W5ALT Travel Antenna
W5ALT Travel Antenna
Since I do quite a bit of traveling at times and still like to operate my radio gear, I began taking my Yaesu FT-817 QRP transceiver along with me. It's nice, small and performs well on CW and PSK31, which are my favorite operating modes. Throw in a small CW paddle or take along my laptop computer, some spare batteries or a charger, and I'm ready to go. It all fits into a small case, no problem.The wires are connected directly to the back of the rig, so there's no transmission line at all.
Don't cut the wires. Just reel out the length you need and leave the rest inside the reels. It won't affect the performance enough to worry about.
The angle between the wires isn't very critical. Just adjust the shorter wire length and position a little to get a match.
The exact orientation of the wires isn't very critical, either. Droop one over a balcony, hang the end from the curtains, etc. The antenna is somewhat directional broadside to the plane of the wires.
The higher the better. Both modeling and experience indicates that close to the ground a lot of the signal gets lost in ground losses. Stay above about the 3rd floor of a hotel to get the best results.
This isn't a good choice for camping, unless you are close to salt water. Note that the antenna will tune at low heights, but it won't work very efficiently.
The distance from my fingers to my opposite shoulder is 1 meter. Knowing that saves having to carry something to measure the wires or having to mark them.
There is nothing special about the reel antennas. Any type of wire could just as well be used. I used the Radio Shack product simply because I had them and they saved me from having to carry a bunch of wire in my luggage through airport security, etc.
Oops, forgot the antenna. A roll of wire and a coax connector. Still OK. A tuner - uh-oh, we got a problem. The tuner is bigger than the rest of the gear combined! Now what?
While pondering the portable antenna issue and playing with some antenna modeling software, I stumbled on an interesting fact. Basically, if you take a 1/3 wavelength of wire and a 1/6 wavelength of wire mounted at an angle of 45 degrees to each other and feed them at the intersection, the thing will resonate and show an impedance of 50 ohms resistive. It's sort of a bent, off center fed doublet. Depending on how high it is and the quality of the ground, it can actually show some significant gain over a dipole.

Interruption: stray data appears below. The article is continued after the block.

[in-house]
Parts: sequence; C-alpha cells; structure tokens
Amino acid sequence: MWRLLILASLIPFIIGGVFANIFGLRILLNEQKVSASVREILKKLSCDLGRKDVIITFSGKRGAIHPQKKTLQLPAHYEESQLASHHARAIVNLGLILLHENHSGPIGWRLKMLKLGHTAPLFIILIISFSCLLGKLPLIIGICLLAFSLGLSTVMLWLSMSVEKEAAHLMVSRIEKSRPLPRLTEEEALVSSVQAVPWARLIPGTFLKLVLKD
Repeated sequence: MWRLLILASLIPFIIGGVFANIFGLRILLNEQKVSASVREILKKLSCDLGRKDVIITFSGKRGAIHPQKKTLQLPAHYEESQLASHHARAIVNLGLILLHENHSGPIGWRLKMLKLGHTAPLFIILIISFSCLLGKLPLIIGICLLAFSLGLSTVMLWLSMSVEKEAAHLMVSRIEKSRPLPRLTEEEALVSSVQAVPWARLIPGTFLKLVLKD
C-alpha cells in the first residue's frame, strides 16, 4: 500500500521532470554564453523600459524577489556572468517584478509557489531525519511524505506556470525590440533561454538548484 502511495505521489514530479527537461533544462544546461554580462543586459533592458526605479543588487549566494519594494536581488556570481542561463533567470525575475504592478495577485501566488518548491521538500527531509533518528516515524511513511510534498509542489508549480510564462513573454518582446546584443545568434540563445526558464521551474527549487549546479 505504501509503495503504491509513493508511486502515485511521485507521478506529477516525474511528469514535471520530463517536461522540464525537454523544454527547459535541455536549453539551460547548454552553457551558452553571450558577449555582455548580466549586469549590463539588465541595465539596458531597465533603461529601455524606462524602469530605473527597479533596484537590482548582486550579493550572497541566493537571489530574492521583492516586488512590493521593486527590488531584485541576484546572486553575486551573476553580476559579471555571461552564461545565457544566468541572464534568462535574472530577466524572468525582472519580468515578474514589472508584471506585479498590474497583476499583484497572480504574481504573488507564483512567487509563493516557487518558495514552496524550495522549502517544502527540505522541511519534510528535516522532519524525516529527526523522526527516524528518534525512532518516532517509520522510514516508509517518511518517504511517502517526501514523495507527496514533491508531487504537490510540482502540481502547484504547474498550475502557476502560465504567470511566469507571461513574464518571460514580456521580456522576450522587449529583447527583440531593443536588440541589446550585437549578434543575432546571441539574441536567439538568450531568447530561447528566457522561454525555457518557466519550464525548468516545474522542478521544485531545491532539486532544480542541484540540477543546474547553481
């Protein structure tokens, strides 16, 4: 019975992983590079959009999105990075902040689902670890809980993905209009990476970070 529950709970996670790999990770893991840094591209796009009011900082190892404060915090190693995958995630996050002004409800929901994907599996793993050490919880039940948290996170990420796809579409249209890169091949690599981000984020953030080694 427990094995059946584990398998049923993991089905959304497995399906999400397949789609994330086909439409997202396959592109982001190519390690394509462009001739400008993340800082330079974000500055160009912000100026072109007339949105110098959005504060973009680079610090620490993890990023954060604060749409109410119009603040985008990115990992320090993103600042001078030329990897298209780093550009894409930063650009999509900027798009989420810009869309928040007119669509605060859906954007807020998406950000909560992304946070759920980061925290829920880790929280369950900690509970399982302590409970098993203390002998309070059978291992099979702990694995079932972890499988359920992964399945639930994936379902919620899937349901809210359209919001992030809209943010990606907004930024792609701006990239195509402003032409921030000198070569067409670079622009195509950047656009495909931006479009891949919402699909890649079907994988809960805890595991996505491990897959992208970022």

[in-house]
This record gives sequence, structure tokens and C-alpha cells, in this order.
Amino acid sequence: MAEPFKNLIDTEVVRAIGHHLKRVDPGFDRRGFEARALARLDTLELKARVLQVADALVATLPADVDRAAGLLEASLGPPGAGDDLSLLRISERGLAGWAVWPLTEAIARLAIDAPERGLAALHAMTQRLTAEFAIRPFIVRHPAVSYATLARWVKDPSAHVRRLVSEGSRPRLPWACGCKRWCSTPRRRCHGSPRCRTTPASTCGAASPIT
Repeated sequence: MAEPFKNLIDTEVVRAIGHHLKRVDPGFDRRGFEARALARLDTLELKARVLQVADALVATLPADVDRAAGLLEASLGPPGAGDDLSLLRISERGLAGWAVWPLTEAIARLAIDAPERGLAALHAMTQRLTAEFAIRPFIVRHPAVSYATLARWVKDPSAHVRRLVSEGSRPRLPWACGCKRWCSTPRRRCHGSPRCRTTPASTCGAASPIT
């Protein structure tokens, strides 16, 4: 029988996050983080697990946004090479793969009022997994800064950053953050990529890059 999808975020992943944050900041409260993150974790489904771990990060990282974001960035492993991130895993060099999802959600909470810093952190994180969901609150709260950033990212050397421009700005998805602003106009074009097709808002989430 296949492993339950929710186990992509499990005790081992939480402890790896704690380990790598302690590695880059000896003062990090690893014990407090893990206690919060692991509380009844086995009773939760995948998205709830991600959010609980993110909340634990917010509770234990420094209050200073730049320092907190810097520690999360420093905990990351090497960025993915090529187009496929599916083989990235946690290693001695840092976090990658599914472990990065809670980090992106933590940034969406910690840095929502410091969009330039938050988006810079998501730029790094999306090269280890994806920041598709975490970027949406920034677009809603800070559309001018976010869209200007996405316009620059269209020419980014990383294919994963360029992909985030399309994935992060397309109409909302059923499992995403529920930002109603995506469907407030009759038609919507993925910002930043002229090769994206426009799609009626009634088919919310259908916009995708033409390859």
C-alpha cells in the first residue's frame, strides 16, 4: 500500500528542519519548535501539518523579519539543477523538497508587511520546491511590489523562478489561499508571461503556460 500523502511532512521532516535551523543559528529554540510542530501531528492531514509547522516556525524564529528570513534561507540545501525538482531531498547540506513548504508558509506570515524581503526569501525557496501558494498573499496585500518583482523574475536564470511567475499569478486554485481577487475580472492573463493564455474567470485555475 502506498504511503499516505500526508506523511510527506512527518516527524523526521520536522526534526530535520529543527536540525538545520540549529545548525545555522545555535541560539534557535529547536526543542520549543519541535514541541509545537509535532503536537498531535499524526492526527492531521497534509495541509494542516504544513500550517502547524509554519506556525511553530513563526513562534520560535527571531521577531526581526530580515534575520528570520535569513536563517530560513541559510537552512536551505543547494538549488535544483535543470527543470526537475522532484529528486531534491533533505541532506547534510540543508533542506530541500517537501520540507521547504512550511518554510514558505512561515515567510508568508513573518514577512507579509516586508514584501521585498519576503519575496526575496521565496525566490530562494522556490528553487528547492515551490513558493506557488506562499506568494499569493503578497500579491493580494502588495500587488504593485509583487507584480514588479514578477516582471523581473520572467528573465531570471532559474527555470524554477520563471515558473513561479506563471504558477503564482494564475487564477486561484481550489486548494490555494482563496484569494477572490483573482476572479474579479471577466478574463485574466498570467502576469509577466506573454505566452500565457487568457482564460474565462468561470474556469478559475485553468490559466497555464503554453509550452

So with that information, we can leave the tuner at home and all we need is 2 pieces of wire that are 1/3 and 1/6 wavelength long on the bands of interest. Since I operate QRP, wire size isn't much of a concern and the wire can be rolled up when traveling and not in use. Some additional playing with MultiNEC seemed to indicate that the idea should work. So I got a couple pieces of copper wire, measured them for the 15 meter band, put them on a coax connector and attached them to an MFJ-269 Antenna Analyzer. Sure enough, some minor adjustment of the lengths and angle gave a pure 50 ohm resistive impedance.
The next step, of course was to try it out on the air. I pulled out my FT-817 and set it up on the dining room table using batteries, similar to how I would operate from a hotel room. Once again, a slight adjustment and the little rig thought the SWR was 1:1. I gave a call to an OK station CQing on 15 meters, got a reply and got a report of 559. Not too bad with 2.5 watts from YV1-land. I tuned around a little and heard an HK0 DXpedition, called and got a standard 599 report. That's not too far away, but those 2 contacts showed that the antenna does actually work.
For portable use, I have for years used Radio Shack "reel" antennas for my SWL portable. These consist of a thin wire (must be around #20 guage stranded) that is reeled up inside a plastic case when not in use. They should contain about 10 meters of wire, enough to get me on 30 meters, my favorite band. (I checked some newer versions and they only had 23 feet of wire or about 6 meters, though.) I connected one to the center of a coax connector and put an alligator clip on the other. The alligator clip can easily be connected to the shield of the coax connector or can be clipped to my SWL portable antenna. The result is shown below.
Figure 1. My portable travel antenna.
So, now I have a portable antenna that can be wound up and stuffed in a shirt pocket or wherever else is convenient, works at least as well as a dipole, and doesn't require a tuner. Not too bad for an afternoon's playing around. But does it really work?
Shortly afterwards, I made a trip to Puerto La Cruz, YV6-land. I took my rig and left the tuner at home - that's confidence! I forgot the battery charger, so I only had about 3 hours operating off the batteries. I laid out the reels of wire in the hotel room on the 4th floor over looking the Carribean (a nice salt water ground plane helps). The short one was on the floor, the longer one ran up to the corner of the ceiling on a balcony. A slight adjustment of the lengths and the SWR was close to 1:1. The bands weren't very good in July, but I managed to work a handful of OM, OK, DL and UA stations on 15 and 20 meters using the antenna with 2.5 watts output. I'd say it works.
As a result of doing some additional modeling and experimenting, here are some additional guidelines for using the antenna: